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1 Session 3: Aid instruments and the PRSP Finnish Aid in a PRS Context Helsinki Workshop 19-22 May 2003.

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Presentation on theme: "1 Session 3: Aid instruments and the PRSP Finnish Aid in a PRS Context Helsinki Workshop 19-22 May 2003."— Presentation transcript:

1 1 Session 3: Aid instruments and the PRSP Finnish Aid in a PRS Context Helsinki Workshop 19-22 May 2003

2 2 Shifting aid paradigms PlanningAdjustmentCDF / PRSP Market Failure Govt-led/top down Investment led Projects Planners/engineers Donors fill resource gap External TA Marginal role for M&E Govt. failure Market-led Get prices right Policy reform Economists Donor determined resource envelope Conditionality Donor monitoring of policy impl. Situation-dep. failure Country-led Institutions Pol/instit. reform Multi-disciplinary Partnerships Aid coordination Ownership Results-oriented Participatory M&E

3 3 When is aid effective? Aid works best where policies are owned and institutions (rules of the game) are supportive Fewer conditions and linked to performance Managed and monitored using national systems with opportunities for public participation Coordinated and aligned with national priorities

4 4 Past weaknesses Ex ante conditionality – a weak/ imperfect lever on policy change Hence, weak country ownership or leadership of major reform processes Projects undermined by poor policy & weak attention to systemic issues (institutions & political economy) Fungibility & poor links with national budgetary processes

5 5 Past weaknesses Multiple/duplicative projects defined by donor priorities; limited scale and high transactions costs: -Proliferation of PIUs -Off-budget/non-transparent aid flows Poverty focus driven by project cycles & a disbursement culture

6 6 Implications for external partners Effective aid requires broader agreement on country priorities Financing must be supported by policy dialogue at macro and sector levels Institutional/systemic reforms including budget processes (PEM/PFM) Rethink conditionality and the meaning of aid partnerships More focus on results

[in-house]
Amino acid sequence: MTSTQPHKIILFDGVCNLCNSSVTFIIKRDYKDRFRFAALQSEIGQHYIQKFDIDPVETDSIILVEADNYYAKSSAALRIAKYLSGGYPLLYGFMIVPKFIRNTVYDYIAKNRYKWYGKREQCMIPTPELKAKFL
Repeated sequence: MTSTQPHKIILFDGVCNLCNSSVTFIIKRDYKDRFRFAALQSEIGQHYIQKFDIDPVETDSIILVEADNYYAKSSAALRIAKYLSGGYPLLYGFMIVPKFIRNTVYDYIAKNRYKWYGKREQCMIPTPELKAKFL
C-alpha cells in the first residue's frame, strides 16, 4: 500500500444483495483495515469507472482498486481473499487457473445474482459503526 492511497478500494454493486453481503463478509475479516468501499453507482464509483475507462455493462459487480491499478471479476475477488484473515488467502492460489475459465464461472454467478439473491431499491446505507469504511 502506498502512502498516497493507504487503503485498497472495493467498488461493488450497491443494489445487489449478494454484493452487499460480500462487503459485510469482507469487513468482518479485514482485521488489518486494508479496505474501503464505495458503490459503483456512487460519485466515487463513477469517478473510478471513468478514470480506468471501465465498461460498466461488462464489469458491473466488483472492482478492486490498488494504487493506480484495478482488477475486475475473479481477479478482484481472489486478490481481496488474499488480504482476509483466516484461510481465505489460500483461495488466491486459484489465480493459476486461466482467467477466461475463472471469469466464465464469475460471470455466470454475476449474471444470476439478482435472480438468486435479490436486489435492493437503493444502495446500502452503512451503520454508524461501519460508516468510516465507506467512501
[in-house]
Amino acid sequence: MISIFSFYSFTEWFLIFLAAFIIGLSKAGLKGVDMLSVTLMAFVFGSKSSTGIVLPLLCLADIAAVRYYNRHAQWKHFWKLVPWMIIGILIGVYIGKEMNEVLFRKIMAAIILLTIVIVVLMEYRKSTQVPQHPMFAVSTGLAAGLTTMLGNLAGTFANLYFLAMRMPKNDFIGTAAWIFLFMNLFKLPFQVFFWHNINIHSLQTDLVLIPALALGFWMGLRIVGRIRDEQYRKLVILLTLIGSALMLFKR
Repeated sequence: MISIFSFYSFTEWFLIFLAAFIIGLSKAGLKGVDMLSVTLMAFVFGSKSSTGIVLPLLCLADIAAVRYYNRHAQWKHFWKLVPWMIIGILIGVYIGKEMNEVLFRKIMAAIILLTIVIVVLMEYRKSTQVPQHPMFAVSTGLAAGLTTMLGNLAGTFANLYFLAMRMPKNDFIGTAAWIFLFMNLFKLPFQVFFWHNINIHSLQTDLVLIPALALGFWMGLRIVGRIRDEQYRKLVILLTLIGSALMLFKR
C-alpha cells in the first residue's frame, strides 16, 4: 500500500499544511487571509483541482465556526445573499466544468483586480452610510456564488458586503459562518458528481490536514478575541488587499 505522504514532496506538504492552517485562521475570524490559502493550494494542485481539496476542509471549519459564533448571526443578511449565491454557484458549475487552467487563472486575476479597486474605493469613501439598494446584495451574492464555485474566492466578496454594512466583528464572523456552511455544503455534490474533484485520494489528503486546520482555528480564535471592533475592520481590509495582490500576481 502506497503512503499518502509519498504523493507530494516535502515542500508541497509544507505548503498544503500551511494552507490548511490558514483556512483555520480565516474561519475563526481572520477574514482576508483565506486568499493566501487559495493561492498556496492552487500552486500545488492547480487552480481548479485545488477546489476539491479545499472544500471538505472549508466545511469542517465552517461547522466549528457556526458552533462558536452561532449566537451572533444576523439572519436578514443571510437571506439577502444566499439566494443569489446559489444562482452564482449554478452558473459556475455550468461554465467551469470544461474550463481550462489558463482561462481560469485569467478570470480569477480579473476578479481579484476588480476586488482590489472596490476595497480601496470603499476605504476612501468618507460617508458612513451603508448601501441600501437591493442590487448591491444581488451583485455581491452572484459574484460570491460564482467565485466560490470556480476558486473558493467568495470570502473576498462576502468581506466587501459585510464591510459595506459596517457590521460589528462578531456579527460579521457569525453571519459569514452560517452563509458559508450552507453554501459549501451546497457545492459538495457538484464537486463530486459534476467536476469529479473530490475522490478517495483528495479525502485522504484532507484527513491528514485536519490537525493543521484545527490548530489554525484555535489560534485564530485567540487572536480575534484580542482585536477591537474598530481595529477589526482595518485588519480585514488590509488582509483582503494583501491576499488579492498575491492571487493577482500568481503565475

7 7 The new aid architecture Poverty reduction (results) overriding focus – MDGs / PRSPs Shift towards process and outcome-based conditionality (participation & voice) Emphasis on longer-term assistance Policy coherence, moving upstream, scaling-up Importance of domestic accountability

8 8 Aid instruments in a PRSP context Shift from stand-alone, off-budget projects towards on-budget & integrated investments aligned with national strategy Shift towards joint/pooled funding of sector programmes & general budgets aligned with national strategy Less earmarking, more emphasis on results

9 9 Jointly agreed indicators and common performance assessment frameworks Harmonised rules/procedures & shared approaches to risk assessment (CFAA/CPAR) Aid instruments in a PRSP context Ex ante assessments of poverty & social impacts; participation & voice (PPAs)

10 10 Implications Business as usual no longer acceptable Increased alignment of donor strategies, tools and practices with national PRSs Working with national systems & processes, including those for monitoring Harmonisation across external partner procedures

11 11 Implications Partnerships increasingly based on mutual accountability Transparent mechanisms for performance assessment (when funds are on or off) Improved assessments of country context and risks – better political analysis New aid modalities also require evaluation work, to clarify understandings and test results …

12 12 New aid modalities: new challenges for aid evaluation Strong arguments for general budget support, but can it be evaluated? Initial work for DFID and DAC has produced a logframe, spelling out immediate and medium-term results with a focus on institutional benefits that seem likely to improve poverty outcomes Work is continuing, to turn this into a full evaluation framework

13 13 Uganda pilot enquiry suggests Reduced transaction costs and greater predictability are hard to get immediately There are improvements in domestic accountability, starting with line ministries and districts answering more to budget authorities and less (directly) to donors It is hard to distinguish effects of GBS from effects of other factors

14 14 Key finding from Uganda Government is much clearer than most on what it expects from GBS (PEAP Vol. III) But donors use different and inconsistent concepts: a warm but fuzzy notion of partnership + quite traditional faith in conditionality to get them out of problems Need to define and agree the specific rules of behaviour that apply to the GBS club - rules about exit, voice and loyalty

15 15 Note For further details, see General Budget Support Evaluability Study and Glasgow Workshop Report, on the website

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